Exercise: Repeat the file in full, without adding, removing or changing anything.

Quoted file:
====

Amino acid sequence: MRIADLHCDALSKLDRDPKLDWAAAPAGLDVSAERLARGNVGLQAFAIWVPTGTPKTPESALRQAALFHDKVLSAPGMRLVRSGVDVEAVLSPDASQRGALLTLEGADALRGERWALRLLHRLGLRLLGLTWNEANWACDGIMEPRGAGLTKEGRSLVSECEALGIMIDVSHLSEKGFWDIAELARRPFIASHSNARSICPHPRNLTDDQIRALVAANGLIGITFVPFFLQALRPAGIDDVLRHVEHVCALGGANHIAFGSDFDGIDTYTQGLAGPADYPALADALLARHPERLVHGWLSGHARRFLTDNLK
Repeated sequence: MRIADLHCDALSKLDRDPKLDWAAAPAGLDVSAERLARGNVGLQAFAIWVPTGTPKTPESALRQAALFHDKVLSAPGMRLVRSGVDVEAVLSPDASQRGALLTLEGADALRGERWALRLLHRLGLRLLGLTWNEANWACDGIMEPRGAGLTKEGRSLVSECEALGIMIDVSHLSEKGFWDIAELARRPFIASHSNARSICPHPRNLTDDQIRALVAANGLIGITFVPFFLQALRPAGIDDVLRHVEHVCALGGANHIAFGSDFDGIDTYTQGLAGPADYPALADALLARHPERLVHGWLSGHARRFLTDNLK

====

Amino acid sequence: MRIADLHCDALSKLDRDPKLDWAAAPAGLDVSAERLARGNVGLQAFAIWVPTGTPKTPESALRQAALFHDKVLSAPGMRLVRSGVDVEAVLSPDASQRGALLTLEGADALRGERWALRLLHRLGLRLLGLTWNEANWACDGIMEPRGAGLTKEGRSLVSECEALGIMIDVSHLSEKGFWDIAELARRPFIASHSNARSICPHPRNLTDDQIRALVAANGLIGITFVPFFLQALRPAGIDDVLRHVEHVCALGGANHIAFGSDFDGIDTYTQGLAGPADYPALADALLARHPERLVHGWLSGHARRFLTDNLK
Repeated sequence: MRIADLHCDALSKLDRDPKLDWAAAPAGLDVSAERLARGNVGLQAFAIWVPTGTPKTPESALRQAALFHDKVLSAPGMRLVRSGVDVEAVLSPDASQRGALLTLEGADALRGERWALRLLHRLGLRLLGLTWNEANWACDGIMEPRGAGLTKEGRSLVSECEALGIMIDVSHLSEKGFWDIAELARRPFIASHSNARSICPHPRNLTDDQIRALVAANGLIGITFVPFFLQALRPAGIDDVLRHVEHVCALGGANHIAFGSDFDGIDTYTQGLAGPADYPALADALLARHPERLVHGWLSGHARRFLTDNLK